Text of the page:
More significant damage and disruption was reported in northeastern Mexico as Alex’s strong winds and heavy rain ripped off roofs, uprooted trees, flooded streets and killed two people in Monterrey. Monterrey was patricianly badly hit as floodwaters paralysed the city and damaged houses and vehicles. Officials said around 16 inches (400 millimeters) of rain fell in some areas of northeast Mexico. Power and telephone service were down in several towns and cities, including Ciudad Victoria where almost all 250,000 inhabitants suffered water and power cuts. Elsewhere, reports said the heavy rain flooded half of the Mexican border city of Matamoros (population of 450,000 people) and more than 5,000 people living in Tamaulipas State fled inland to take refuge in storm shelters. Officials said around 1,500 people evacuated to shelters in Matamoros after 14 inches (355 millimeters) of rain triggered flash floods and caused some damage. Elsewhere, all 2,000 inhabitants in the fishing town of La Carbonera, located just to the north of the storm’s landfall point, were evacuated.

Prior to Alex making landfall, the NHC warned waves up to 5 feet (1.5 meters) above ground level were expected along the immediate coast near and to the north of where the center of the storm made landfall. Although Alex avoided the BP oil spill off the Louisiana coast, reports said the storm still generated high seas in the region. BP consequently announced that plans to increase the amount of oil being captured from the well could be delayed by up to a week. Controlled burns of crude on the surface, flights spraying dispersant chemicals and booming operations were also halted, officials said. Reports also said the high waves pushed more of the huge slick onto fragile shorelines.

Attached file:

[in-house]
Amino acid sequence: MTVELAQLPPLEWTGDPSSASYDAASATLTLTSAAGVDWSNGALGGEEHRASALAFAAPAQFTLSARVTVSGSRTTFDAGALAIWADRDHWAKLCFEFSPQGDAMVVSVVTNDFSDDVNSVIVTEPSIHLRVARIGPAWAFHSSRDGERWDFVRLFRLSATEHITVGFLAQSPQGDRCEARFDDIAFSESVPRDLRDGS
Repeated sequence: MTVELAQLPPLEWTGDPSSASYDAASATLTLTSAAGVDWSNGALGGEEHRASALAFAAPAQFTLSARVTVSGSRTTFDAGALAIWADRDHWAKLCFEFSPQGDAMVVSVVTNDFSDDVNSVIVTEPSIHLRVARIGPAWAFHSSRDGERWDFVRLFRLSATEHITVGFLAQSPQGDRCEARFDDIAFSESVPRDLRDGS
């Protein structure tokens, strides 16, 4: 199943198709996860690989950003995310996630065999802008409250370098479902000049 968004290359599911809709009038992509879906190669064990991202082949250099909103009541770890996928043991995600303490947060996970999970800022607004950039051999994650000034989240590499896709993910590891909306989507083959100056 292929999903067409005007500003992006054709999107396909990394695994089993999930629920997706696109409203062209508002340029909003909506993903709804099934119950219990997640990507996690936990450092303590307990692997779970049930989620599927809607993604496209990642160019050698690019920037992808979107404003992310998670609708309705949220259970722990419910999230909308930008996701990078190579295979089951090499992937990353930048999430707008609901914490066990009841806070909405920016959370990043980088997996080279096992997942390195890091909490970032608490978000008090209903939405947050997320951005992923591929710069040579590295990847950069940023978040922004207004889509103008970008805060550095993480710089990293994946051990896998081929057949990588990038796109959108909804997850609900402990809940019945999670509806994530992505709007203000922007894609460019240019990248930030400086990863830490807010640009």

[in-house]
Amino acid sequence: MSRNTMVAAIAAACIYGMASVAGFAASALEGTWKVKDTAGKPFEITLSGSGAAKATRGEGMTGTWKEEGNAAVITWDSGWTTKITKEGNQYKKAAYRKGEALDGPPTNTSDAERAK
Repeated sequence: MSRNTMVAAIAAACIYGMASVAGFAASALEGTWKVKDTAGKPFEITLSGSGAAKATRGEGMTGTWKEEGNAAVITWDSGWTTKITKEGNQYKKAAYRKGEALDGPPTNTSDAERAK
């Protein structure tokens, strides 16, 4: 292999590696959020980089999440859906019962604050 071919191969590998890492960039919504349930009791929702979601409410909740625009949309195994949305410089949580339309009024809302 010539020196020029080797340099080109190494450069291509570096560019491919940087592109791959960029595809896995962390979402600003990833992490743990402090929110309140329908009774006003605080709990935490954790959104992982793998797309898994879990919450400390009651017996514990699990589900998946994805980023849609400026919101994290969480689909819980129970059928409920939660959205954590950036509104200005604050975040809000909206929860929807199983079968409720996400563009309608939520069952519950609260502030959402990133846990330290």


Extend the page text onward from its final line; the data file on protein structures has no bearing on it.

Although, Alex missed much of the major oil drilling sites in the Gulf of Mexico, Shell Oil and Marathon Oil said production was shutdown at some of their platforms near Alex’s path. Shell, Marathon, Exxon Mobil, Anadarko Petroleum and Apache also evacuated non-essential workers from platforms and rigs in region. US officials said about 26 percent of oil production and 14 percent of natural gas output in the Gulf of Mexico was shut on July 1. The Mexican ports of Dos Bocas and Cayo Arcas, which handle 80 pecent of all the country’s export shipping in the Gulf of Mexico, were also closed due to bad weather and strong surf in the area.

Sources: National Hurricane Center, WSI, Associated Press, Reuters News, Agence France Presse

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Guy Carpenter’s Instrat® department provides CAT-i reports for major natural catastrophes worldwide. These reports cover catastrophes including worldwide tropical cyclones, earthquakes, major UK and European floods and any other natural event that is likely to incur a significant loss to the (re)insurance industry. Please email CAT.i@guycarp.com if you wish to be added to the free email distribution list.

Instrat also provides RISK-i reports for major technological or man-made events worldwide. These reports cover risks to property, transport and life including explosions, fires, crashes, engineering disasters and terrorist attacks that are likely to incur a significant loss to the (re)insurance industry. Please email RISK.i@guycarp.com if you wish to be added to the free email distribution list.